The USAC School and Libraries News Brief from October 16 focused on Technology Plans. Remember, if you are applying for Basic Telephone Services you do not have to have a Technology Plan. However, the State Library highly encourages all public libraries to have an E-Rate certified Tech Plan on file. And you should have a written draft of that Tech Plan prior to filing your Form 470.
If you have any questions as to whether you have a certified Tech Plan on file and/or its dates of coverage, please do not hesitate to contact Missy Lodge, firstname.lastname@example.org or Julia Ward, email@example.com
Information on writing a Tech Plan can be found on WebJunction at: http://oh.webjunction.org/oherate/-/resources/bparticles
The following is from the USAC School and Libraries News Brief:
APPLICATION PROCESS: Technology Planning
The first document prepared by recipients of service under the E-rate program should be the technology plan. A technology plan is a written document that describes the technologies and associated resources, both existing and planned, that will assist a school to provide educational services or a library to provide library services.
Technology plans are required for all discounted services other than basic telephone service. For example, if you are requesting discounts on a PBX or a T-1 or DSL line – or if you are applying for any services in the Internet Access, Internal Connections, or Basic Maintenance of Internal Connections categories of service – you have more than basic telephone service and you will need a technology plan.
Here are the basic requirements of a technology plan:
- It must be created (written) before the Form 470 is filed.
- It must cover all 12 months of the funding year for which you are applying.
- It must contain all five required elements (see below).
- It must be approved by a USAC-certified Technology Plan Approver (TPA) before the Form 486 is filed or services start, whichever is earlier.
- In general, it cannot cover more than three years.
Let’s look at each of these requirements in turn.
The technology plan must be created before the Form 470 is filed.
Your technology plan must form the basis for the products and services you are seeking on your Form 470 and the products and services you subsequently order on your Form 471. The products and services you request on your Form 470 must therefore be consistent with your technology plan. Your technology plan should be specific enough to allow you to achieve your goals and strategies for providing educational or library services, but flexible enough that you can consider different available technologies to attain those goals.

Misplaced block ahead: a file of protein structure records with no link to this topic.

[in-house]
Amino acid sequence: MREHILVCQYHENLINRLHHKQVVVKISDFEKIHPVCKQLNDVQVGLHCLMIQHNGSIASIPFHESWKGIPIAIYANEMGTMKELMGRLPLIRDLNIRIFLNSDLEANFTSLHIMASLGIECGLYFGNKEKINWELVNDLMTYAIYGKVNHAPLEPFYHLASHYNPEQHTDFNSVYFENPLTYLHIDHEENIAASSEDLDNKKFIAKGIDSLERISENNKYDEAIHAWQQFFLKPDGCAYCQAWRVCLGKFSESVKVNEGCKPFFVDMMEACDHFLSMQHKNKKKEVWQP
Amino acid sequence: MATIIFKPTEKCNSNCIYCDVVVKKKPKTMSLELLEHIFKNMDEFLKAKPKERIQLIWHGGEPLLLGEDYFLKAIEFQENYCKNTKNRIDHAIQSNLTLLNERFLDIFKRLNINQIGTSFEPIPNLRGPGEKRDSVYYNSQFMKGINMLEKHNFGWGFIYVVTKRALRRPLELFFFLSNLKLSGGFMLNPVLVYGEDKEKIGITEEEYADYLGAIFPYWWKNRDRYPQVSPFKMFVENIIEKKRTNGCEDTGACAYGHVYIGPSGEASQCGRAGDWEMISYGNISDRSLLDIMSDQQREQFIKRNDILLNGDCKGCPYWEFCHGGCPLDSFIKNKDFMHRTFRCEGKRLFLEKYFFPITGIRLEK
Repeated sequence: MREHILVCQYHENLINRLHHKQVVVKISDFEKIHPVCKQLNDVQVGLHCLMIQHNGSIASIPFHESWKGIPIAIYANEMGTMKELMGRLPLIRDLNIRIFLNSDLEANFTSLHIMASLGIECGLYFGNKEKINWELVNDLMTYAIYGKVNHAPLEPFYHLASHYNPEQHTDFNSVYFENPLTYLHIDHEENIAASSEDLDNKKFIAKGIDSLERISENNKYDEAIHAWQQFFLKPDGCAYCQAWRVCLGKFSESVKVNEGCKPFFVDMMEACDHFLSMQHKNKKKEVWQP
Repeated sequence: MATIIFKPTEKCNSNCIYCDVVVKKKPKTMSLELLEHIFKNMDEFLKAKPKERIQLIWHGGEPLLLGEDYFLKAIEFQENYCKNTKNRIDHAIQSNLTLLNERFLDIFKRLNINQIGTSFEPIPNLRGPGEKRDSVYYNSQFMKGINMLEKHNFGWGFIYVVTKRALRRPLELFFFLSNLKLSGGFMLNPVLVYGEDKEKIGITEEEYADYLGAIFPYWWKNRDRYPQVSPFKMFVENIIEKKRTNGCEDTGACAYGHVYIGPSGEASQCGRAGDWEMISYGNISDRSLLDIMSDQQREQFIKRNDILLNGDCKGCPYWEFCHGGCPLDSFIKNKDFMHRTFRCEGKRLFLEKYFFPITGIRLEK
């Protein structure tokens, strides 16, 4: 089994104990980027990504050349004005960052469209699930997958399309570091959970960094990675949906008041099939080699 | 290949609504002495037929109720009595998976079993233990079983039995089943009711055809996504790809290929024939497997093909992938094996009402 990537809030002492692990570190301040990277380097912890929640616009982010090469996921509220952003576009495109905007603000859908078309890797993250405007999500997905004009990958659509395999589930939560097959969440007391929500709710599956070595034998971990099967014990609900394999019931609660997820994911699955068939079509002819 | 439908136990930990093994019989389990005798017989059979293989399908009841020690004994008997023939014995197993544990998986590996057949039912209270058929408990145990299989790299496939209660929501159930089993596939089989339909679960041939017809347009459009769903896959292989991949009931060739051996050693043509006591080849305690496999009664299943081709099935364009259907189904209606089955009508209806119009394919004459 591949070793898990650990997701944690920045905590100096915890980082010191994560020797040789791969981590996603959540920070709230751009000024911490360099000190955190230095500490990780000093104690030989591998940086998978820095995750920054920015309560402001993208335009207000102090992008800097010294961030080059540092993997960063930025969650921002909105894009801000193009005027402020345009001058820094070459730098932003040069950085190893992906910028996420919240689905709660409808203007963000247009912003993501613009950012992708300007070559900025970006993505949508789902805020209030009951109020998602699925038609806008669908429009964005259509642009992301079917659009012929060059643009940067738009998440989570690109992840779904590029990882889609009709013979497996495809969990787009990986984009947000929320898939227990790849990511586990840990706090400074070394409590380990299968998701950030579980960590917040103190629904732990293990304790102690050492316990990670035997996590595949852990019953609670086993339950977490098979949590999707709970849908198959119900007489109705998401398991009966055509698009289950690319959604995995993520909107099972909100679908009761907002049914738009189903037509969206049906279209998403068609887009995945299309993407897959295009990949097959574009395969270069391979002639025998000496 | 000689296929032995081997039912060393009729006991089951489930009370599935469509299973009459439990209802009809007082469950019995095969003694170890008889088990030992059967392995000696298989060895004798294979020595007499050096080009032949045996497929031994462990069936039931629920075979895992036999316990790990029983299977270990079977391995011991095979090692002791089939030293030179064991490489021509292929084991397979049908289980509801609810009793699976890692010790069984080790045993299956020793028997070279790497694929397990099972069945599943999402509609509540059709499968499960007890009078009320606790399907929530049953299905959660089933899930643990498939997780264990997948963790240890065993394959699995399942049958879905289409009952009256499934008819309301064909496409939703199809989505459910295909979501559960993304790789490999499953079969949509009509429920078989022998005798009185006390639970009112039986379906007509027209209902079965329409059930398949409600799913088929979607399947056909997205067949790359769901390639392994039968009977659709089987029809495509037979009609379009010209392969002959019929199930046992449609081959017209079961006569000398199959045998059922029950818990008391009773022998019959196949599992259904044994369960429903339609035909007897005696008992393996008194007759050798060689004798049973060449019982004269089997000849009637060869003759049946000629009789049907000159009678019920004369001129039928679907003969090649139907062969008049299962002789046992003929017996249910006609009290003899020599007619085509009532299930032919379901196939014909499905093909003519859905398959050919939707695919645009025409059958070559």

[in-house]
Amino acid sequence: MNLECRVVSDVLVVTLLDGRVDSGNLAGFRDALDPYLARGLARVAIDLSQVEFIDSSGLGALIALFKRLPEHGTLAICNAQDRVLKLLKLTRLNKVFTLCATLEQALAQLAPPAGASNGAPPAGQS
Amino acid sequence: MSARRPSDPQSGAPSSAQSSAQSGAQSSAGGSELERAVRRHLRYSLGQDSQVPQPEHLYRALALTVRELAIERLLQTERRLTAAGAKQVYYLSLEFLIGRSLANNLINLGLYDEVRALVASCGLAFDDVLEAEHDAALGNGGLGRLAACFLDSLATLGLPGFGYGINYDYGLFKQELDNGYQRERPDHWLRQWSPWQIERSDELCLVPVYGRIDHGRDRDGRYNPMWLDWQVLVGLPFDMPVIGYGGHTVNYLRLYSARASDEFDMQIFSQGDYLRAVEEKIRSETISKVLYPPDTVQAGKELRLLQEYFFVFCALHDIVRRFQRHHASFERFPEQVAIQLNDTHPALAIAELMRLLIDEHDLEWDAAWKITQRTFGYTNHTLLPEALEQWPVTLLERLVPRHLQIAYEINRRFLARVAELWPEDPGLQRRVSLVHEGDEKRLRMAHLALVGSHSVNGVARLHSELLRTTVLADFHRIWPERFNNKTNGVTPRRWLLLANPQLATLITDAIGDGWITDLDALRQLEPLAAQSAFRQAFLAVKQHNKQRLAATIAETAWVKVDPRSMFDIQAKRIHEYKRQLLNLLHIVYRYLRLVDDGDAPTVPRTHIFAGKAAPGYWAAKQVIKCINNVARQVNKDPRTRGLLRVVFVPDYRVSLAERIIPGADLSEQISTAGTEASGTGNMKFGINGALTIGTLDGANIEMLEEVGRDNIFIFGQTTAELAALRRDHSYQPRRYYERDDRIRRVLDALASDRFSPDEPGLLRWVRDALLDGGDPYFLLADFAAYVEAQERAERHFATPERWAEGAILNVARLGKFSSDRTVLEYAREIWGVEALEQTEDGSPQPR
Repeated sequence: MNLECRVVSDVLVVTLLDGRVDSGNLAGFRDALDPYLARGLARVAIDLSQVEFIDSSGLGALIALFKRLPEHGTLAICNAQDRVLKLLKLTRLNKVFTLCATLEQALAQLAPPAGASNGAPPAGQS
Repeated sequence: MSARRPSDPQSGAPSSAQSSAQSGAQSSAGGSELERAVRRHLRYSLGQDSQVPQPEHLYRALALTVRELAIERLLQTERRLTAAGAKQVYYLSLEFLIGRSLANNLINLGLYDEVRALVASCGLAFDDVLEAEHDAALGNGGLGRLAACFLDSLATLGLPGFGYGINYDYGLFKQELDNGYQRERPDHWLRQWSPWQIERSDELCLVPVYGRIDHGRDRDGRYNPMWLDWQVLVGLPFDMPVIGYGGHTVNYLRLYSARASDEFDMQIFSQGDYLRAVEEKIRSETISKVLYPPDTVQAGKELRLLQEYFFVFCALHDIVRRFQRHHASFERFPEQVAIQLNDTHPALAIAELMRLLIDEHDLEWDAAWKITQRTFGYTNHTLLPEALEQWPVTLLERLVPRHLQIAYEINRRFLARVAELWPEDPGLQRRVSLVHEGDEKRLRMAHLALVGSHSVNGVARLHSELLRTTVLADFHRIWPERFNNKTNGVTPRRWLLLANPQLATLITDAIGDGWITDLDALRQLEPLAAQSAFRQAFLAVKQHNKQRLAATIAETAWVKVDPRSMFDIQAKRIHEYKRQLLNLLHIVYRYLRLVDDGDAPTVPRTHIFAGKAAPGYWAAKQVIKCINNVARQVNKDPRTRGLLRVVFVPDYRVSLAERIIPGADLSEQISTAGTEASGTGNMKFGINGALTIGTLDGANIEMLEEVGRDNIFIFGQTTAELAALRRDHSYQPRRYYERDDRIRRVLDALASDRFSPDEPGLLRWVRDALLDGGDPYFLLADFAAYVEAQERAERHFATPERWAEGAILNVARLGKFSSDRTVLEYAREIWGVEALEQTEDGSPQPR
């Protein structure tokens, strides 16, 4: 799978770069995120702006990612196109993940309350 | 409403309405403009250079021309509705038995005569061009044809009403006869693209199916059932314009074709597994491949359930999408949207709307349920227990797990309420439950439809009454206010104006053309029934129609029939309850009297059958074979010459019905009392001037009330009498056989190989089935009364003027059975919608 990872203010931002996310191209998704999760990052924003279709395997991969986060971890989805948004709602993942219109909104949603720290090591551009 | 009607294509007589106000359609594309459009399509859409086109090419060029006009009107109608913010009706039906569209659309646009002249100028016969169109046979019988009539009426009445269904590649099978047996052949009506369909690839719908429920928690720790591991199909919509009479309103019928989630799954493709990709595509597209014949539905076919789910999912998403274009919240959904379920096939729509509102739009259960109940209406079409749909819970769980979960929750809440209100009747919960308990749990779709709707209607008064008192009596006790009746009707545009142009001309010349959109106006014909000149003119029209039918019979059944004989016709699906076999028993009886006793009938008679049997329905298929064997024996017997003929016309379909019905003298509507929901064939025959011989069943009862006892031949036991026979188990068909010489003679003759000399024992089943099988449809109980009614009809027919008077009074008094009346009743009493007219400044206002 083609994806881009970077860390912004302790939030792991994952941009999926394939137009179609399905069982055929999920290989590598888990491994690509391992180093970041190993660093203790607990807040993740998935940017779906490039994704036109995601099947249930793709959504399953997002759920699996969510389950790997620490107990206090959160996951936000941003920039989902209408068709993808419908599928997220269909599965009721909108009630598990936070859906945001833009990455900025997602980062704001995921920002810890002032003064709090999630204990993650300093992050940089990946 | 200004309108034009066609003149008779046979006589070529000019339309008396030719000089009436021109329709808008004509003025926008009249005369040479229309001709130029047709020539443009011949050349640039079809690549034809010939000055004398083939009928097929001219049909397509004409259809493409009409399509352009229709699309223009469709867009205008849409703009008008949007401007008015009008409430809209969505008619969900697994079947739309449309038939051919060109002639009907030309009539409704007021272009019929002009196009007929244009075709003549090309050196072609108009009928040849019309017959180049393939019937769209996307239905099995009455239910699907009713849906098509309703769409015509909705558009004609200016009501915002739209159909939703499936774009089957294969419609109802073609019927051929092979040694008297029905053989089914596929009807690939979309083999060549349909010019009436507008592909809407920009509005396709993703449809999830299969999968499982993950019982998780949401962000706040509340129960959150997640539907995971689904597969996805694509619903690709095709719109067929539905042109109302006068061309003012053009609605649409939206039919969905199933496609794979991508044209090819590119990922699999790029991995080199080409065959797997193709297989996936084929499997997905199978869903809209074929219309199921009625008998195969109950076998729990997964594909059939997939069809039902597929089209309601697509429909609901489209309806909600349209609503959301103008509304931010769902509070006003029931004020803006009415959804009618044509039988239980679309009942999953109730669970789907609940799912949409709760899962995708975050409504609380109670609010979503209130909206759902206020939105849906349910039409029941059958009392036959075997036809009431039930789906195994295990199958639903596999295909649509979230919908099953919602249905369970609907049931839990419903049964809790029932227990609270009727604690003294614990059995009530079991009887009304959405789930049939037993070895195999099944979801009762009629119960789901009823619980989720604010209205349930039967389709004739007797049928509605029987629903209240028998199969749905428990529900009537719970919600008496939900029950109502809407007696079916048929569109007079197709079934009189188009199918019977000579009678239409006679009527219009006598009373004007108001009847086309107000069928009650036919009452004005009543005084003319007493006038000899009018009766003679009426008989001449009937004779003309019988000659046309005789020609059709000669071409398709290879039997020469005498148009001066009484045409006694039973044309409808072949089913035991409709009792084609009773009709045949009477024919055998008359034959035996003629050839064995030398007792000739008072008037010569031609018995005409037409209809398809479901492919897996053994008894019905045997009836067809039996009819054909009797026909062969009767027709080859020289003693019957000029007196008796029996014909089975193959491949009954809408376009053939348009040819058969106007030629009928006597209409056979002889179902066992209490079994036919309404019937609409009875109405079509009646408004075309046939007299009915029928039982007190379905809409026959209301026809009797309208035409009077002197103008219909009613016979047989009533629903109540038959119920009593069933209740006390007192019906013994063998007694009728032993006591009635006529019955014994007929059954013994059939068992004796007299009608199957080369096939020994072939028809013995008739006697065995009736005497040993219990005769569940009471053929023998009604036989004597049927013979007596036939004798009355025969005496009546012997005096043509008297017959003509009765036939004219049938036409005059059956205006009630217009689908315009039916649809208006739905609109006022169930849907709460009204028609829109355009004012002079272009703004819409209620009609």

Note that the technology plan written before the Form 470 filing is not necessarily the final version of your technology plan, nor the version that will eventually be approved by your TPA. It should, however, be far enough along in its development that it can reasonably support your requests for discounted products and/or services. In addition, we recommend that you document the date that you created your technology plan since this information may be requested during review of your Form 486. The creation date is defined as the date your technology plan first contained the five required elements in sufficient detail to support the products or services requested on your Form 470.
The technology plan must cover all 12 months of the funding year.
Services beyond basic telephone service that are received during the funding year must be covered by the technology plan. In most cases, services are received during the entire funding year, so the technology plan must cover the entire funding year.
If your current technology plan expires before the end of the funding year for which you are applying, you must write a new technology plan that covers the remainder of the funding year. As above, that new technology plan must be written before the Form 470 is filed and approved before the Form 486 is filed so that your services for the entire year are covered by approved technology plans.
The technology plan must contain the five required elements.
Those elements are:
- goals and strategies for using telecommunications and information technology;
- a professional development strategy;
- an assessment of telecommunications services, hardware, software, and other services needed;
- budget resources; and
- an ongoing evaluation process.
Your technology plan should address each of these elements at a level of detail appropriate to the size of your entity. For example, the technology plan for a one-room rural library with dial-up Internet access would be much shorter and simpler than the technology plan for a large urban library with 20 branches and high-speed Internet access in all of the branches.
The technology plan must be approved by a USAC-certified Technology Plan Approver (TPA).
USAC certifies certain entities to approve technology plans. In general, state departments of education and state libraries can approve plans.
The technology plan should not cover more than three years.
New technologies and services develop and change rapidly. Funding can be reduced or increased. Staff changes can lead to modifications of organizational goals. For these and other reasons, technology plans can become out-of-date in a relatively short period of time. Consequently, with two exceptions, your technology plan should not cover more than three years.
For more information on all aspects of technology planning, you can refer to the USAC website: http://www.usac.org/sl/applicants/step02/?WT.mc_id=sl-newsbrief-20091016